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Widespread use of National Academies consensus reports by the American public
PNAS (2022)
  • Diana Hicks
  • Matteo Zullo, Georgia Institute of Technology
  • Ameet Doshi, Princeton University
  • Omar Isaac Asensio, Georgia Institute of Technology
In seeking to understand how to protect the public information sphere from corruption, researchers understandably focus on dysfunction. However, parts of the public information ecosystem function very well, and understanding this as well will help in protecting and developing existing strengths. Here, we address this gap, focusing on public engagement with high-quality science-based information, consensus reports of the National Academies of Science, Engineering, and Medicine (NASEM). Attending to public use is important to justify public investment in producing and making freely available high-quality, scientifically based reports. We deploy Bidirectional Encoder Representations from Transformers (BERT), a high-performing, supervised machine learning model, to classify 1.6 million comments left by US downloaders of National Academies reports responding to a prompt asking how they intended to use the report. The results provide detailed, nationwide evidence of how the public uses open access scientifically based information. We find half of reported use to be academic—research, teaching, or studying. The other half reveals adults across the country seeking the highest-quality information to improve how they do their job, to help family members, to satisfy their curiosity, and to learn. Our results establish the existence of demand for high-quality information by the public and that such knowledge is widely deployed to improve provision of services. Knowing the importance of such information, policy makers can be encouraged to protect it.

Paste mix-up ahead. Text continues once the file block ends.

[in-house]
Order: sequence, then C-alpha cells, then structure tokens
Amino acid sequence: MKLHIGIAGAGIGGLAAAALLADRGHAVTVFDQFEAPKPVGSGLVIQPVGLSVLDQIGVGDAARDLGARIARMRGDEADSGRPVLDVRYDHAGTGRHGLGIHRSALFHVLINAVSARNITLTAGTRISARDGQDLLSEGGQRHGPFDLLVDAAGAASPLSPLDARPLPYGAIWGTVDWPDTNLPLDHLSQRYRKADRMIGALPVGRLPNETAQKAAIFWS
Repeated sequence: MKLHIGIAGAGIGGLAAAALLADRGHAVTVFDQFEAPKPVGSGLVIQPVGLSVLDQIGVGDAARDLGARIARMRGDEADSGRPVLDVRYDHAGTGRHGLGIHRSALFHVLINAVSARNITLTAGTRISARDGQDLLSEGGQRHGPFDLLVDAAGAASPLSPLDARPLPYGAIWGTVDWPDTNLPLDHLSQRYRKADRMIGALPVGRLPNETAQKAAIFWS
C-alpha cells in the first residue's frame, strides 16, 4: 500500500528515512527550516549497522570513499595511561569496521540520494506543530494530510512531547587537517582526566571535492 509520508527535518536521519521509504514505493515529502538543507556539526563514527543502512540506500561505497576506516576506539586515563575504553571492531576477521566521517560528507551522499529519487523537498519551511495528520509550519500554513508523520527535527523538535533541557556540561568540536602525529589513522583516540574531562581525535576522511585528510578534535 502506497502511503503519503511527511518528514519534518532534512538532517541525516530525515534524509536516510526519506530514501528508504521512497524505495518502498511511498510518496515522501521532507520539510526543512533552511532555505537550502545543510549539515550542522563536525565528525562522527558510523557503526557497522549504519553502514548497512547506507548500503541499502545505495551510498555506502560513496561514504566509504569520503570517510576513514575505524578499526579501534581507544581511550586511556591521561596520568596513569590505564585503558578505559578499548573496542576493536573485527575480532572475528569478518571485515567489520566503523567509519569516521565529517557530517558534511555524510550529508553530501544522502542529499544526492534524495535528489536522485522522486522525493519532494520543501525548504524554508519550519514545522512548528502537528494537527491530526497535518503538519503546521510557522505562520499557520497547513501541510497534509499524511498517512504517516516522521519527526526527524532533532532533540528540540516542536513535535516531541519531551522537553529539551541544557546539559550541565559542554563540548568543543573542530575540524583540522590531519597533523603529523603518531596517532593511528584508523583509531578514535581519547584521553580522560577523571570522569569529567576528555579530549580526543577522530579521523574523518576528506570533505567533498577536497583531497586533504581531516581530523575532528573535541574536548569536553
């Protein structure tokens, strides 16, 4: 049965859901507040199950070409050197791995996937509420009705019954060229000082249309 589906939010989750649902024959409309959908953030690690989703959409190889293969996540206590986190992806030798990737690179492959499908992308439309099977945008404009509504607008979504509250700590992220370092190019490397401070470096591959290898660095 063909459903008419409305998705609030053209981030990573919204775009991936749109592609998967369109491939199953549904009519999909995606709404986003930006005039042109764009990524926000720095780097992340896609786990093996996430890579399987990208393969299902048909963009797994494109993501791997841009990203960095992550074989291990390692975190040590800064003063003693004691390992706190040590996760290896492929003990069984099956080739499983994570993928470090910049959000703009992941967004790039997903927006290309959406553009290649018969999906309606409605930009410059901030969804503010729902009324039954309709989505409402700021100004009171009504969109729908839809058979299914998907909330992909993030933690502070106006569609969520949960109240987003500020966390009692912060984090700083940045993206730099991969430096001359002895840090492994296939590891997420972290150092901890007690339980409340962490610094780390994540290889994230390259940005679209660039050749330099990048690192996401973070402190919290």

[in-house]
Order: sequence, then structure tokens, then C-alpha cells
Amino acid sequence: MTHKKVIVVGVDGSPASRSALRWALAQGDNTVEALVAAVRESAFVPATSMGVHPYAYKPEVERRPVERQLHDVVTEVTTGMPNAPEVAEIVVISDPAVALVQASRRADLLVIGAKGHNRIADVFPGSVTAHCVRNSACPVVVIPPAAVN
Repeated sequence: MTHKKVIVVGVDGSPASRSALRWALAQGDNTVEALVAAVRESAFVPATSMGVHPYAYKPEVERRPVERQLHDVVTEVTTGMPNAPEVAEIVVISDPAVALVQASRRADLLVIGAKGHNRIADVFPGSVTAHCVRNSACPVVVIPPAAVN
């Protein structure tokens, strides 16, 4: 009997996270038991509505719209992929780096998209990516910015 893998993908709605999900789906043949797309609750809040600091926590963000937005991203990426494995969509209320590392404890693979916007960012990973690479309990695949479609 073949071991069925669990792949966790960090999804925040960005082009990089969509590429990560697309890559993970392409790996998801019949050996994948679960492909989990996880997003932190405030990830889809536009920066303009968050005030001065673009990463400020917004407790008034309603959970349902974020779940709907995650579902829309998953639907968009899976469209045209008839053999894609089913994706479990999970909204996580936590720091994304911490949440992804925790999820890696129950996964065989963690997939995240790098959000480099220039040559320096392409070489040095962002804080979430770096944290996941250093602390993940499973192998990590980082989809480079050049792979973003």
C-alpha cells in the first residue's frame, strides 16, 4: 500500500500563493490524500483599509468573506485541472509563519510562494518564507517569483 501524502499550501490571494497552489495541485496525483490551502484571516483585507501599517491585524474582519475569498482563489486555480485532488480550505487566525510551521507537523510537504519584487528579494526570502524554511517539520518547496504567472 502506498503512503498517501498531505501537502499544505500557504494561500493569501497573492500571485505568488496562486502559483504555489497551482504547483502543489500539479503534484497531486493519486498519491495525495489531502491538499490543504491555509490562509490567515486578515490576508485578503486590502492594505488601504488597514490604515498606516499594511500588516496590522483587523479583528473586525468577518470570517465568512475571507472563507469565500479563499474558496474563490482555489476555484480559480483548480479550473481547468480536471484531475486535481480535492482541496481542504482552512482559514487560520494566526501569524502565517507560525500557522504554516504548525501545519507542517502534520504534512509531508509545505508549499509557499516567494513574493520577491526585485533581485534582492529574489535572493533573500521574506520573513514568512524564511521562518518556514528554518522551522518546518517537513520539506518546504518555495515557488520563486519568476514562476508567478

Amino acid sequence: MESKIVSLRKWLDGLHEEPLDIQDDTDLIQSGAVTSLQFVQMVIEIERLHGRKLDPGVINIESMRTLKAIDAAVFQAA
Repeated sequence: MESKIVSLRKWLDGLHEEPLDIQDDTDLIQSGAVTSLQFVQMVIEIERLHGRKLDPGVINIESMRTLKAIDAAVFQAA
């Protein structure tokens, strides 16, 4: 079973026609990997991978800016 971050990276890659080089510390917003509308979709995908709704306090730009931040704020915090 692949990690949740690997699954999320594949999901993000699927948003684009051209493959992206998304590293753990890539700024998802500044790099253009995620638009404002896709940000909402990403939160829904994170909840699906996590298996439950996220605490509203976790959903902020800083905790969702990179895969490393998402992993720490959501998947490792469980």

• BERT,
  • natural language processing,
  • public understanding of science,
  • machine learning
Publication Date
March 1, 2022
Citation Information
Diana Hicks, Matteo Zullo, Ameet Doshi and Omar Isaac Asensio. "Widespread use of National Academies consensus reports by the American public" PNAS Vol. 119 Iss. 9 (2022)
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